The Facebook & Twitter Kingdom

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Wednesday's assault on the US Capitol by President Donald Trump's supporters has created a crisis moment for the tech companies that have given him a free platform to incite violence and spread debunked claims of election fraud to his fervent supporters.

After hours of silence while their sites were swarmed with images of rioters breaking Capitol windows and threatening law enforcement, tech platforms including Facebook (FB), Twitter (TWTR)and YouTube were forced to take increasingly aggressive steps to limit Trump's online accounts.

First the platforms tried labeling Trump's posts, including his claim that Vice President Mike Pence lacked the "courage" to do what was necessary to ensure Trump remains in the Oval Office. Twitter moved to restrict replies, likes and retweets of that tweet.

Twitter saw a surprising item trending on Friday night when "Hang Mike Pence" hit around 14,000 tweets, according to reports.

The social media platform announced Friday night that it was permanently suspending President Donald Trump’s Twitter account.

The decision was made "due to the risk of further incitement of violence," according to a statement on the company’s blog.  

Many users were confused, then, to see such a violent item in the trending section.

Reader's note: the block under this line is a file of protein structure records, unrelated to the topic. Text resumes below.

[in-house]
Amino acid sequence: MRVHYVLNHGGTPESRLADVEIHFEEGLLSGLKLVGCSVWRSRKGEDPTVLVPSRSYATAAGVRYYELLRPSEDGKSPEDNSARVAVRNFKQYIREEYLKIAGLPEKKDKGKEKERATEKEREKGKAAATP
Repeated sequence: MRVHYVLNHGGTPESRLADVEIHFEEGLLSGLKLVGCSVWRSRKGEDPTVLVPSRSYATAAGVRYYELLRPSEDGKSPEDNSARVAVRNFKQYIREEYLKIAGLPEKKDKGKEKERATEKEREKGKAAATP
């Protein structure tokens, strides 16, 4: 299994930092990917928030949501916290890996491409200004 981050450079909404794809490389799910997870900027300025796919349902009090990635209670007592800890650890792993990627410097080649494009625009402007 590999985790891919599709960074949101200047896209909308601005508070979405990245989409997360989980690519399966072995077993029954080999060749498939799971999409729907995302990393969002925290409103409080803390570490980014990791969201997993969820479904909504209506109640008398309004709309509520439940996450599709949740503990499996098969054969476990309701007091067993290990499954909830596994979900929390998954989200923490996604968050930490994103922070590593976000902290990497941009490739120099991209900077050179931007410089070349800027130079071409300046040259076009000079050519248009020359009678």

Twitter took sweeping action against the accounts of prominent backers of the QAnon conspiracy theory Friday night, permanently suspending former Trump administration National Security Adviser Michael Flynn, former Trump attorney Sidney Powell, and former 8kun administrator Ron Watkins, along with several other Q-associated accounts, from the platform, according to NBC News.

The social media company explained to NBC that the accounts fell under the company’s “coordinated harmful activity” ban, citing concerns about online incitement leading to violence.

The suspensions came as Twitter also purged thousands of QAnon accounts after followers of the conspiracy theory featured prominently in Wednesday’s violent raid on the US Capitol.

Twitter also permanently suspended President Donald Trump’s account, citing the risk of further incitement of violence; it said he seemingly encouraged violence by declaring he would not attend President-elect Joe Biden’s inauguration on January 20.

The company then played a game of virtual whack-a-mole by banning several accounts that Trump appeared to take over, apparently in an attempt to evade his ban. Among the accounts Trump tried to access were @TeamTrump and the account of campaign staffer Gary Coby.

Twitter had long hesitated to ban the president, despite repeated violations of the company’s terms of service, simply because Trump was president and his tweets were considered newsworthy. But given his role in encouraging Wednesday’s storming of the US Capitol that left at least five dead, including Capitol Police officer Brian Sicknick, the company finally took action.

Twitter has banned President Donald Trump’s official campaign account and the campaign’s Digital Director, Gary Coby. The platform permanently banned Trump earlier on Friday evening.

Twitter’s suspension of accounts essentially censors the historical record by removing all the accounts’ tweets from being publicly accessed.

The Trump campaign’s Twitter profile published a statement from Trump on Friday in which the president said he would build his own social media platform. Twitter immediately banned the profile.

Coby changed his account’s profile picture to one of Trump and its screen name to Donald J. Trump.

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